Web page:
GAIA / Towards a Global Labour Charter

In response to Peter Waterman’s call, GAIA, New Transnational Social Network Union [experiment] launches a wiki Charter building page. The below text taken from there. 

“The items below are Australia Asia Worker Link (AAWL)’s proposal for a Global Labour Charter. GAIA supports this initiative and open AAWL’s text to a wiki formation process, here in this space, in order to create the most cretive and geniune charter that fits the global conditions of labour in the 21st cantury. 

GAIA takes the below text that has produced by the AAWL as basis for a wiki production process. Following is what we added on top of these items:

  • The right to organise unions and take collective action including industrial action and solidarity actions
  • The right of all workers to organise collectively without being subjected to violence, intimidation or legal harassment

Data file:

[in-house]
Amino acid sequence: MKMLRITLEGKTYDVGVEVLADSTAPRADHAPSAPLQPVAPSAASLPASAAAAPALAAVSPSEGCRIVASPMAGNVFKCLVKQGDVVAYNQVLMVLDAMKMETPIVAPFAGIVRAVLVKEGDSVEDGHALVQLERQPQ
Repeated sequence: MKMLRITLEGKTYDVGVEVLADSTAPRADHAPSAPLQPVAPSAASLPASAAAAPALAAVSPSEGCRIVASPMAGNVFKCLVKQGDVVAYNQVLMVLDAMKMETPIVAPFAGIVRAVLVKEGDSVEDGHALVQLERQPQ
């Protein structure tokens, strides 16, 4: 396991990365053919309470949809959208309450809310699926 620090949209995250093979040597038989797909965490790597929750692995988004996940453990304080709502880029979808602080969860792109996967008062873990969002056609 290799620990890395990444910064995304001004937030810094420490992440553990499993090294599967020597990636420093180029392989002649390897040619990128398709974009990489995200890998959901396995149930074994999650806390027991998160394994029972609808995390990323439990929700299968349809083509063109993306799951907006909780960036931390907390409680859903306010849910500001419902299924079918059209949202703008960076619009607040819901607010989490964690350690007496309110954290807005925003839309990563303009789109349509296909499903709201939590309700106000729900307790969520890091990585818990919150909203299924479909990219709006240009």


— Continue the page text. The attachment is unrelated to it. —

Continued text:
• Secure employment
  • Health & Safety at work, compensation, rehabilitation
  • A living wage for all workers in all industries
  • Decent work, with appropriate hours of work proposed by workers, paid leave and paid holidays
  • Full rights for women workers
  • Indigenous workers’ rights & Land Rights
  • Permanent residence with full employment rights for all refugees and all migrant workers in all countries
  • No child labour
  • Education, housing, health and childcare provisions
  • Social security and adequate welfare benefits



  • taxing capital, not workers and their families, in order to pay for the cost of the global crisis,
  • zero foriegn debts for the 3rd world / developing countries,
  • immediate cease of social cuts, globally,
  • 4 hours work day and 20 hours work week for all workers, without any decrease in exisiting wages,